Bass said the package from House and Senate Democrats will be bolder than any law enforcement changes of the past decade.
“It is time for police culture in many departments to change,” she said. “And we believe that the legislation will make a major step forward in that direction.”
Democrat Karen Bass is seen at the House impeachment inquiry hearing, on Capitol Hill in Washington, US on December 9, 2019. (Reuters) 'National Police Misconduct Registry'
The draft document, obtained by The Associated Press, said the proposed legislation would revise the federal criminal police misconduct statute to make it easier to prosecute officers who are involved in misconduct “knowingly or with reckless disregard.”
The legislation would seek to provide greater oversight and transparency of police behaviour in several ways.
For one, it would grant subpoena power to the Justice Department to conduct “pattern and practice” investigations of potential misconduct and help states conduct independent investigations.
And it would create a “National Police Misconduct Registry,” a database to try to prevent officers from transferring from one department to another with past misconduct undetected, the draft said.
A protester holds a sign listing victims of police violence during a demonstration across the street from the White House over the death of George Floyd on June 2, 2020 in Washington, DC. (AFP) Defunding police not included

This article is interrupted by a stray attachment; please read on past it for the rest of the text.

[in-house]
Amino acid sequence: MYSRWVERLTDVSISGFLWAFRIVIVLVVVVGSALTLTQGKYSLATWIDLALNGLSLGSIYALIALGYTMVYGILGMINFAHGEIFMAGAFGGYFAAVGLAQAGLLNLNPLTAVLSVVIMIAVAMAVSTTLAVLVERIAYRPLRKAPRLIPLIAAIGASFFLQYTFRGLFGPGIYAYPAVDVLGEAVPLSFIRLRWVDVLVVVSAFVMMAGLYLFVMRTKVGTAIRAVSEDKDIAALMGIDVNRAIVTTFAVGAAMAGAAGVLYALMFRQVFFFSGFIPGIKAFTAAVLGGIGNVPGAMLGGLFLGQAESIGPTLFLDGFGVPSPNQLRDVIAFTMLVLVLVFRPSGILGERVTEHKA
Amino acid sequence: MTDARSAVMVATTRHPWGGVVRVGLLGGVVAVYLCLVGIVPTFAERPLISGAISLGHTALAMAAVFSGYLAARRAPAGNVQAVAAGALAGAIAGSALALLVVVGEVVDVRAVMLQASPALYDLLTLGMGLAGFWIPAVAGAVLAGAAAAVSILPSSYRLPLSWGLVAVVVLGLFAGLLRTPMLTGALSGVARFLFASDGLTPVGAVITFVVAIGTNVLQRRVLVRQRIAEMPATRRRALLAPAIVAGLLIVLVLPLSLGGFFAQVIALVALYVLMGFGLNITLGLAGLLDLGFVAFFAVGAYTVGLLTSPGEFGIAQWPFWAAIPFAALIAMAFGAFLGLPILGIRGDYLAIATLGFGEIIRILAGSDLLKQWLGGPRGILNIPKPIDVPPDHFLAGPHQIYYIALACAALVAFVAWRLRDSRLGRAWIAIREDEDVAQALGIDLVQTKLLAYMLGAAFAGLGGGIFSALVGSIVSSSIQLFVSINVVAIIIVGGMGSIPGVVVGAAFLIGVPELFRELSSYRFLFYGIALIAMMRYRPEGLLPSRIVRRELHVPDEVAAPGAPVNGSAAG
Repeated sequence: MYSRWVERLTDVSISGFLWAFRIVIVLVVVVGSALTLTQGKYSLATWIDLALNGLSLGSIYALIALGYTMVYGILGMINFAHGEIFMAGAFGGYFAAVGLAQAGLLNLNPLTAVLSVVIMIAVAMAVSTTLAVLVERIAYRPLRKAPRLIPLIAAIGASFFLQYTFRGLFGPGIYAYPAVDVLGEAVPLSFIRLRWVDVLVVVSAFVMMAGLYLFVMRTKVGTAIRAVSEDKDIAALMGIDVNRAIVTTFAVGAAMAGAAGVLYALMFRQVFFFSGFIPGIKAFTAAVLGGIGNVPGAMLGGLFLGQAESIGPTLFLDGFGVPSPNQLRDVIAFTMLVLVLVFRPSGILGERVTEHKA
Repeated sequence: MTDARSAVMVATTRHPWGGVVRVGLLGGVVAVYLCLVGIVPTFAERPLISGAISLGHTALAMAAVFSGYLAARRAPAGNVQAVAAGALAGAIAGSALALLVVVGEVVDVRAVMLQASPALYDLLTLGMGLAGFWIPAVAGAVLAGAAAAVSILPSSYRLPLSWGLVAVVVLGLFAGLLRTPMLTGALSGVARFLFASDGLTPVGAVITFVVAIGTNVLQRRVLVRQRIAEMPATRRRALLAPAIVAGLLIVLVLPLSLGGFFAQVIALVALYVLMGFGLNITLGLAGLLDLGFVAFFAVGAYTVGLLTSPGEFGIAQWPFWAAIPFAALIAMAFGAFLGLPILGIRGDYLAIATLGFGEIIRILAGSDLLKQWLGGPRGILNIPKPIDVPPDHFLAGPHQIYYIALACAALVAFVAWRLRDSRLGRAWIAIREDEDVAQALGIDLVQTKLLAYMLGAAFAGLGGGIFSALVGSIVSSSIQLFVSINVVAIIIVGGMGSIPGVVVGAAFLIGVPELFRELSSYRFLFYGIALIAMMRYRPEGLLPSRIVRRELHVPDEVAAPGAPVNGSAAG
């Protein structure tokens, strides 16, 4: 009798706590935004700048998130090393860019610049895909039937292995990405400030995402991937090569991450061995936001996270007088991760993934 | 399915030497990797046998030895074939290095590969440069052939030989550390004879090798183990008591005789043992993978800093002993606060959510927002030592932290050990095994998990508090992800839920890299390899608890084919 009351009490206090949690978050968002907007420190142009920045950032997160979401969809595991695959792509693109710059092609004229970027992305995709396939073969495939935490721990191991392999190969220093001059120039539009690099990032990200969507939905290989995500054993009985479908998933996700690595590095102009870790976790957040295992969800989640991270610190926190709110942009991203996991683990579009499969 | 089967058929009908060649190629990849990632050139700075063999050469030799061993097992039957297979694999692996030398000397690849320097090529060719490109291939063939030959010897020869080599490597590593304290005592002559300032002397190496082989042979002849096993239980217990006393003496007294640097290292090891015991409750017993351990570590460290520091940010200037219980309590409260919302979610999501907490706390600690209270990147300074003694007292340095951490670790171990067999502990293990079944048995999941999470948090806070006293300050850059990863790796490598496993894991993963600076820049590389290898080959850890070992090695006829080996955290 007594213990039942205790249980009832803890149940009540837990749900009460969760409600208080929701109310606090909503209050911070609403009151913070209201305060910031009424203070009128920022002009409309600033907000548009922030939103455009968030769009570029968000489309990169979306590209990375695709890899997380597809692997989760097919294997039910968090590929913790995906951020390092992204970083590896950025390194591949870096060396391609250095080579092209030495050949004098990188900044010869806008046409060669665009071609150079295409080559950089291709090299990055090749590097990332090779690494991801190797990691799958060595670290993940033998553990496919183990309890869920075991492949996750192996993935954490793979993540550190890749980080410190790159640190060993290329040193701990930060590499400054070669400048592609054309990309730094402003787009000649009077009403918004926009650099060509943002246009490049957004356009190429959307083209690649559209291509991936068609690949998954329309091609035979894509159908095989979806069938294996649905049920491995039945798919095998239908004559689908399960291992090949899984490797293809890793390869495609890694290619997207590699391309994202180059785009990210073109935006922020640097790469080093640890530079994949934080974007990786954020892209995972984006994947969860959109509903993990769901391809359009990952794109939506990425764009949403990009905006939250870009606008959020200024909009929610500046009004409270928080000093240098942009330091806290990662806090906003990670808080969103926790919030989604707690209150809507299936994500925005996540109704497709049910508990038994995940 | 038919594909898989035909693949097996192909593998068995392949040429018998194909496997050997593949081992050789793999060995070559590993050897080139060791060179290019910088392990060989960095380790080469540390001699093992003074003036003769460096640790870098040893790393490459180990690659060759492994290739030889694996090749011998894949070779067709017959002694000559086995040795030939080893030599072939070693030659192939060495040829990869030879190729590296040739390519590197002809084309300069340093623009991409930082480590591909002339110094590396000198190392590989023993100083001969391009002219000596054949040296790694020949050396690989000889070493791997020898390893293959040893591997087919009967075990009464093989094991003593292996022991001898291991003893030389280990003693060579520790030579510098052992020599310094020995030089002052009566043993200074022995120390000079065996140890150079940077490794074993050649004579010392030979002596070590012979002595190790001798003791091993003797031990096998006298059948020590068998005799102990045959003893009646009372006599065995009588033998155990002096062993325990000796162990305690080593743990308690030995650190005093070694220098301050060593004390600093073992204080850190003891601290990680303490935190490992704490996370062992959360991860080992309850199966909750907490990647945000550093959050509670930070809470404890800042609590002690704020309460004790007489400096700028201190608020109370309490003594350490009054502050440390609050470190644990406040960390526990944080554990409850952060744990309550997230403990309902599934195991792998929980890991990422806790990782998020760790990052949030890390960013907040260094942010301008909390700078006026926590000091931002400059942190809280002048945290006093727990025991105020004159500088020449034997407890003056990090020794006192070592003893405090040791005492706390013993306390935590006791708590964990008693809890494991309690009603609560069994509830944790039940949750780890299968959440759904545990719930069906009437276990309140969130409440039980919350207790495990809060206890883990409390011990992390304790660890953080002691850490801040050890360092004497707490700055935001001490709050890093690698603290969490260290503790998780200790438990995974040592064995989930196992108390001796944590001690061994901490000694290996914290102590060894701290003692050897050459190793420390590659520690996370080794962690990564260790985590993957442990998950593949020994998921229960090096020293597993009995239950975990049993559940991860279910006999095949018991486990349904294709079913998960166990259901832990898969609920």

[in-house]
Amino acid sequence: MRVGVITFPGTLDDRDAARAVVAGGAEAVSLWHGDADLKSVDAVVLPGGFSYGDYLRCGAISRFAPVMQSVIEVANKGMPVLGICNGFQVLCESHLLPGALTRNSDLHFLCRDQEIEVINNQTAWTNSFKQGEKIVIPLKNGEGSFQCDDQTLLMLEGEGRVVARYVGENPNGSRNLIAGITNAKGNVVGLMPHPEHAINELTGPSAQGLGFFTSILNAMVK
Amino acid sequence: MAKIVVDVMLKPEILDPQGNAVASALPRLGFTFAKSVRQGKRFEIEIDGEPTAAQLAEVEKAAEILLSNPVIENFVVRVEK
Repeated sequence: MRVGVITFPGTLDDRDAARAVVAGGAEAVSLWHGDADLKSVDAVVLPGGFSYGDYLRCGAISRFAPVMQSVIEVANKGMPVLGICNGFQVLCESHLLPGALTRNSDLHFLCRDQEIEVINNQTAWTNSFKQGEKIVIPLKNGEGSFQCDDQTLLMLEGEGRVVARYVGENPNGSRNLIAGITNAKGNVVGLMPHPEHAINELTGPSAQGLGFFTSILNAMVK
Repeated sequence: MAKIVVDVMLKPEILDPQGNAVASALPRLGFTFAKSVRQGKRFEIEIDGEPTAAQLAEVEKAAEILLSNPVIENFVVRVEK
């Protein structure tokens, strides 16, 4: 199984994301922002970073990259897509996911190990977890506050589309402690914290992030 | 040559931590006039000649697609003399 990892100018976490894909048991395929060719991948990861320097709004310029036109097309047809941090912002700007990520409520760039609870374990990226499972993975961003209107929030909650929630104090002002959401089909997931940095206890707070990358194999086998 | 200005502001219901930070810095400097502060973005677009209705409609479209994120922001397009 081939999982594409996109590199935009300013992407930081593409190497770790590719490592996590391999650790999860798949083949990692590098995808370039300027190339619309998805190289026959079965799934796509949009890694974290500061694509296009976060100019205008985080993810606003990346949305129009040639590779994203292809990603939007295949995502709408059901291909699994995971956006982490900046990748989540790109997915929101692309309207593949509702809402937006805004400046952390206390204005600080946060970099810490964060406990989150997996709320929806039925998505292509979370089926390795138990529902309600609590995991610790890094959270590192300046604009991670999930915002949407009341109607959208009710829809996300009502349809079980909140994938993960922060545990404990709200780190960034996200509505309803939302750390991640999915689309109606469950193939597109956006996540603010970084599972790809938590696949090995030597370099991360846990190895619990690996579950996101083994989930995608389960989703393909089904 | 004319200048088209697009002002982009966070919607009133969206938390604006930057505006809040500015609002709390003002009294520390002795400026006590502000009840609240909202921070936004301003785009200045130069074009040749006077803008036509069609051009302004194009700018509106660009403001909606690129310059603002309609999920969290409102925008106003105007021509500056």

A long-sought federal anti-lynching bill stalled in Congress is included in the package.
The presumed Democratic presidential nominee, Joe Biden, has backed a ban on chokeholds and other elements of the package.
Senator Cory Booker, a Democratic rival who had been critical of Biden during the presidential primary campaign, said he “fully” put his faith in Biden now “to be the person who could preside over this transformative change.”
“This is a referendum on who we are as Americans and who we’re going to be to each other,” Booker said on NBC.
It is unclear if the proposal will receive support from Republicans, who control the US Senate.
Their support and that of Republican President Donald Trump would be needed for the measure to become law.
However, the package stops short calls by leading activists to “defund the police,” a push to dismantle or reduce financial resources to police departments that has struck new intensity in the weeks of protests since Floyd's death.
This combination of handout photos created on June 3, 2020 shows (L-R) ex-officers Derek Chauvin, Tou Thao, J Alexander Kueng and Thomas Kiernan Lane booking photos. These former Minneapolis police officers accused of killing George Floyd, an unarmed African American man, were arrested and charged on May 25, 2020. (Hennepin County Jail / AFP) Floyd's death in Minneapolis, where then-policeman Derek Chauvin knelt on his neck for nearly nine minutes, was the latest in a string of killings of black men and women by US police that have sparked anger on America's streets and fresh calls for reform.
A Reuters investigation published last month revealed how qualified immunity, refined over the years by the US Supreme Court, has made it easier for cops to kill or wound civilians with impunity.
Source: TRTWorld and agencies